PSA, PSAD Less Predictive of Aggressive PCa in Black Men

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Study finds that PSA and PSAD indicated prostate cancer above Gleason score 6 for white men only.
Study finds that PSA and PSAD indicated prostate cancer above Gleason score 6 for white men only.

PSA and PSA density (PSAD) measurements are less predictive of prostate cancer (PCa) overall and aggressive disease in particular in black men undergoing repeat prostate biopsy within 5 years of an initial benign biopsy.

Researchers presented the new findings at the Genitourinary Cancers Symposium in Orlando, Florida.

“This highlights the need for more reliable indicators of aggressive prostate cancers for African American men considering repeat biopsy for a persistently elevated PSA,” Jonathan Silberstein, MD, of Tulane University School of Medicine in New Orleans, told Renal & Urology News.

Dr Silberstein and his colleagues performed a retrospective analysis of 209 patients, 127 black and 82 white (median age 66 and 67, respectively), visiting Tulane Medical Center and Southeast Louisiana Veterans Health Care Services in New Orleans during 2003 to 2015. No statistical differences were found initially between races in serum PSA, PSAD, and prostate volume assessed by transrectal ultrasound. For black and white men, respectively, mean serum PSA was 5.7 vs 5.27 ng/mL; PSAD 0.161 vs 0.148 ng/mL/cc; and prostate volume 50.64 vs 47.61 cc.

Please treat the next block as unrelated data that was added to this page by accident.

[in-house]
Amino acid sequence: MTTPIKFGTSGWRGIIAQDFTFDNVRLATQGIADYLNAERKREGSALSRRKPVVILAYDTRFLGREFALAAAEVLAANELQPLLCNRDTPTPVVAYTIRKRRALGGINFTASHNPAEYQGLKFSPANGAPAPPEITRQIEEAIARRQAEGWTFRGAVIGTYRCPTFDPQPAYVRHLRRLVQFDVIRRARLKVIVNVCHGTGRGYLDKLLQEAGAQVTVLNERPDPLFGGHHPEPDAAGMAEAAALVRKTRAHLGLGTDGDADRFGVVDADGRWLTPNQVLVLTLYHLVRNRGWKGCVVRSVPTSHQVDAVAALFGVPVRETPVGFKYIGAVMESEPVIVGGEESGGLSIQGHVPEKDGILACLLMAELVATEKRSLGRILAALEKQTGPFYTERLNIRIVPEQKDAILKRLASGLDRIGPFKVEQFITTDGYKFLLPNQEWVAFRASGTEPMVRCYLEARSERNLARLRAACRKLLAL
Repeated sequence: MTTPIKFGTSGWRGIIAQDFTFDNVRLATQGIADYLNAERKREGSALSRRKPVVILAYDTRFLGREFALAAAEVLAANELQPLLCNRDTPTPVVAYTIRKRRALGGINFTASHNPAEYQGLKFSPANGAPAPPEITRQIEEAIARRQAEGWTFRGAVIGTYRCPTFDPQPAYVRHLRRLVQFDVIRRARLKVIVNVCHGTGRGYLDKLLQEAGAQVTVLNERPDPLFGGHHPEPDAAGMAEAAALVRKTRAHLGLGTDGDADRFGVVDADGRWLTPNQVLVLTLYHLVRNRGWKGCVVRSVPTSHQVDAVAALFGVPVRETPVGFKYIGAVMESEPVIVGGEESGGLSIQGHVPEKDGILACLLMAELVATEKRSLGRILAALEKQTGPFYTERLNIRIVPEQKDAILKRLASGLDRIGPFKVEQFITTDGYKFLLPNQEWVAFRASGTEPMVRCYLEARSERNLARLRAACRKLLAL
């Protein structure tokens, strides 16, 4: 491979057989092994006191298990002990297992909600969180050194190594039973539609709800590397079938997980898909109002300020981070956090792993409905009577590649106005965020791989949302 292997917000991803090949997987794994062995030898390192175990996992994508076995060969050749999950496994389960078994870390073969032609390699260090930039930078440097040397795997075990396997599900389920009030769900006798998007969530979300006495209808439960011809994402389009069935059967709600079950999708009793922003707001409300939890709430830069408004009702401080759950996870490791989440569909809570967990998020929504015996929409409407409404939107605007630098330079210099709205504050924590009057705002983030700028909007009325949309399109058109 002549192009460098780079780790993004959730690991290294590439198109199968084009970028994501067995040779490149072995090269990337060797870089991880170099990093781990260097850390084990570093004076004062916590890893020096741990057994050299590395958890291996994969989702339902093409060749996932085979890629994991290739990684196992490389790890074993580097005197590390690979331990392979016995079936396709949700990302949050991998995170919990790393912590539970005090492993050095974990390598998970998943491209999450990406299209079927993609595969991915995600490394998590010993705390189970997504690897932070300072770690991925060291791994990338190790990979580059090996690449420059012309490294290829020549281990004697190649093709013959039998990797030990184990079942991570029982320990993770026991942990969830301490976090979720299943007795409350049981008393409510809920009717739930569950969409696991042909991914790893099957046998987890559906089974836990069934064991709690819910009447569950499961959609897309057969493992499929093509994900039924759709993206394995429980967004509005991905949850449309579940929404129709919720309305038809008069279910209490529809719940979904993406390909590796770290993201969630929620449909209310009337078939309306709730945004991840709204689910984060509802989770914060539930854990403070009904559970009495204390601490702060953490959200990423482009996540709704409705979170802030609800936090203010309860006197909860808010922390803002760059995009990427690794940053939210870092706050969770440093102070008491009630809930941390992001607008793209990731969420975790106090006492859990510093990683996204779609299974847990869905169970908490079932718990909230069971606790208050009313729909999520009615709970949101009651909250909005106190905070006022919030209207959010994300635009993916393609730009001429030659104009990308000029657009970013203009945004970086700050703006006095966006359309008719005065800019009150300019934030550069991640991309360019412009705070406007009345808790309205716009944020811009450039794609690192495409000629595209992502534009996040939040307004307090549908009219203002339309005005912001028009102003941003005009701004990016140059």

Upon repeat biopsy, 25.2% of black men and 17.1% of white men showed any PCa. “The majority of prostate cancers found were low grade (71%), and the patients were good candidates for active surveillance protocols,” Dr Silberstein noted.

A similar proportion of both groups had aggressive cancer (28.1% vs 28.6%, respectively). According to a multivariable model, PSA values correlated with PCa severity for white men only. Likewise, PSAD values more reliably indicated PCa in white patients. Higher PSAD values correlated with aggressive disease in white men, but only non-aggressive PCa in black men.

Study limitations included a small sample size and an inconsistent number of cores sampled during TRUS-guided biopsy.

See more coverage from the Genitourinary Cancers Symposium.

Reference

  1. Libby RS, Nguyen HMT, Kramer JJ, Feibus AH, Thomas R, and Silberstein JL. Racial variation in the reliability of prostate cancer indicators in men undergoing subsequent prostate biopsy. Data presented in poster format at the 2017 Genitourinary Cancers Symposium in Orlando, Florida, February 16-18, 2017. Poster Session B (Board #B9). Abstract: 115. 
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